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How Mature is Your Risk Capability?
© December 2010, Dr. David Hillson HonFAPM, PMI Fellow
Risk management is clearly an important factor in ensuring business and project success. But how can an organisation tell whether its management of risk is good enough? Maturity models provide a framework to benchmark capability and compare existing approaches with best practice. The first such model in the risk area was the Risk Maturity Model (RMM) developed in 1997. This describes four levels of increasing risk capability, termed Naïve, Novice, Normalised, and Natural:
The Naïve risk organisation is unaware of the need for management of risk, and has no structured approach to dealing with uncertainty. Management processes are repetitive and reactive, with little or no attempt to learn from the past or to prepare for future threats or opportunities.
The Novice risk organisation has begun to experiment with risk management, usually through a small number of nominated individuals, but it has no formal or structured generic processes in place. Although aware of the potential benefits of managing risk, the Novice organisation has not effectively implemented risk processes and is not gaining the full benefits.
In the Normalised risk organisation, management of risk is built into routine business practice. Generic risk processes are formalised and widespread, and the benefits are understood at all levels of the organisation, although they may not be fully achieved in all cases.
The Natural risk organisation has a risk-aware culture, with a proactive approach to risk management in all aspects of the business. Risk information is actively used to improve business processes and gain competitive advantage. An integrated multi-level risk process is used to manage opportunities as well as threats.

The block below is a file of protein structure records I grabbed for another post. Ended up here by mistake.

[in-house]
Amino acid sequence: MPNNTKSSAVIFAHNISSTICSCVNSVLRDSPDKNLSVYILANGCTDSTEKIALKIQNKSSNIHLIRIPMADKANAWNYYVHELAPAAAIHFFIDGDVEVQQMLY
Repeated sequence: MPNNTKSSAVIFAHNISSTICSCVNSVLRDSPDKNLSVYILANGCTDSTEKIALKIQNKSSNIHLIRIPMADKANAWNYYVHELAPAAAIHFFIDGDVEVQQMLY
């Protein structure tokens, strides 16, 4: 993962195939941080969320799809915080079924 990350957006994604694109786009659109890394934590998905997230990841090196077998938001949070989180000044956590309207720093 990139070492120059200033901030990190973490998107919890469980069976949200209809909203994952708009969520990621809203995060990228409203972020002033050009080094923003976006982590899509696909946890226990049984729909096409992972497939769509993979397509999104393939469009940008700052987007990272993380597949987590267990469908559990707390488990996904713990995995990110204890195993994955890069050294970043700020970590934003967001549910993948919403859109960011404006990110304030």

Each maturity level can be defined using four attributes – culture, process, experience and application:
At Level 1 “Naïve”, the culture is resistant to change and the need for risk management is not recognised. There are no risk processes, no experience of using risk management and no application to projects or the business.
The culture of the Level 2 “Novice” organisation tends to see risk management as an overhead and is not fully convinced of its benefits. Processes are ad hoc and their effectiveness depends on the limited experience of a few key individuals who have little formal training. Risk management application is inconsistent and patchy.
Level 3 organisations have “Normalised” risk management into their way of operating, with a culture that recognises the existence of risk and expects to reap benefits from managing it. Generic and formal processes are in place, with the necessary resources available, and staff have adequate experience and expertise to undertake effective risk management. Application is routine and consistent.
At Level 4 “Natural”, a risk-aware culture drives the organisation into proactive risk management, seeking to gain full advantage from its uncertain environment. Best-practice processes are implemented at all levels of the business, with regular updating, active feedback and learning. All staff have appropriate experience of using risk processes, and application is widespread and second-nature across all areas.
Risk management is too important for us to do it poorly. We need to assess and monitor our risk management capability, compare ourselves with best practice, identify areas of shortcoming that require improvement, and keep developing. Risk maturity models like RMM provide a valuable framework for such assessments. They can help organisations to benchmark risk management capability, design a structured path to improvement, and measure progress towards the goal of enhanced risk management effectiveness.
RISK DOCTOR BRIEFING